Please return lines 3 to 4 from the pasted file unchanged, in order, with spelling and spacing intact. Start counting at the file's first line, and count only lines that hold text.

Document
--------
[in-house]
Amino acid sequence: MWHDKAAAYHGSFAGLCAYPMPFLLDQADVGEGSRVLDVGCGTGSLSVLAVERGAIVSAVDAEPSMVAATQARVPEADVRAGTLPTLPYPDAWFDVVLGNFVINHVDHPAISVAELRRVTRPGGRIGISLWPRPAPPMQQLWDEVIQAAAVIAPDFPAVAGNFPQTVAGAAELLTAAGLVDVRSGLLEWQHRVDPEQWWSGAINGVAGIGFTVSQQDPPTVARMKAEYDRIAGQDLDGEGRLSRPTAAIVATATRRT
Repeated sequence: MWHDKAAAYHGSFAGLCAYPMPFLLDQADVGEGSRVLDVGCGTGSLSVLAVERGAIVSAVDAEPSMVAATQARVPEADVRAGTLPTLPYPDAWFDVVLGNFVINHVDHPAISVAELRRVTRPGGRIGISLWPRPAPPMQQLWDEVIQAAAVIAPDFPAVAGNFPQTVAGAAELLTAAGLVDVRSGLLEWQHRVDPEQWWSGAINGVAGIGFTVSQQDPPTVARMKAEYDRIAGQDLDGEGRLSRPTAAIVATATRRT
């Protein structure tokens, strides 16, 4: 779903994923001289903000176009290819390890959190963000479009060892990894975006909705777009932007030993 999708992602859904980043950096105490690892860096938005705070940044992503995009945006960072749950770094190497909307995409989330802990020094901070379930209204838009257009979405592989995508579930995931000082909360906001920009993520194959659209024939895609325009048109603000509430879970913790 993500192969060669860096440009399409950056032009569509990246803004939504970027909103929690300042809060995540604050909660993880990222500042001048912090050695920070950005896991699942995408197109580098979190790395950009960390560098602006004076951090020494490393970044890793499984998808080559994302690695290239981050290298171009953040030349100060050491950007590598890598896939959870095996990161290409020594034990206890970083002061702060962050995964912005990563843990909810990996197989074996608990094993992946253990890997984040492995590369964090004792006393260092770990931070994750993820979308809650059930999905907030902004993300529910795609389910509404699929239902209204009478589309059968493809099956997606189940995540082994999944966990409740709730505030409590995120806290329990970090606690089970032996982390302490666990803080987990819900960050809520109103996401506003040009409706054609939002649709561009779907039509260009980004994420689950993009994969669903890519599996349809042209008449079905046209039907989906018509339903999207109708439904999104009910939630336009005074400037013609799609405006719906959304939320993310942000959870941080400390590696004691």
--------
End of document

Repeated sequence: MWHDKAAAYHGSFAGLCAYPMPFLLDQADVGEGSRVLDVGCGTGSLSVLAVERGAIVSAVDAEPSMVAATQARVPEADVRAGTLPTLPYPDAWFDVVLGNFVINHVDHPAISVAELRRVTRPGGRIGISLWPRPAPPMQQLWDEVIQAAAVIAPDFPAVAGNFPQTVAGAAELLTAAGLVDVRSGLLEWQHRVDPEQWWSGAINGVAGIGFTVSQQDPPTVARMKAEYDRIAGQDLDGEGRLSRPTAAIVATATRRT
């Protein structure tokens, strides 16, 4: 779903994923001289903000176009290819390890959190963000479009060892990894975006909705777009932007030993 999708992602859904980043950096105490690892860096938005705070940044992503995009945006960072749950770094190497909307995409989330802990020094901070379930209204838009257009979405592989995508579930995931000082909360906001920009993520194959659209024939895609325009048109603000509430879970913790 993500192969060669860096440009399409950056032009569509990246803004939504970027909103929690300042809060995540604050909660993880990222500042001048912090050695920070950005896991699942995408197109580098979190790395950009960390560098602006004076951090020494490393970044890793499984998808080559994302690695290239981050290298171009953040030349100060050491950007590598890598896939959870095996990161290409020594034990206890970083002061702060962050995964912005990563843990909810990996197989074996608990094993992946253990890997984040492995590369964090004792006393260092770990931070994750993820979308809650059930999905907030902004993300529910795609389910509404699929239902209204009478589309059968493809099956997606189940995540082994999944966990409740709730505030409590995120806290329990970090606690089970032996982390302490666990803080987990819900960050809520109103996401506003040009409706054609939002649709561009779907039509260009980004994420689950993009994969669903890519599996349809042209008449079905046209039907989906018509339903999207109708439904999104009910939630336009005074400037013609799609405006719906959304939320993310942000959870941080400390590696004691």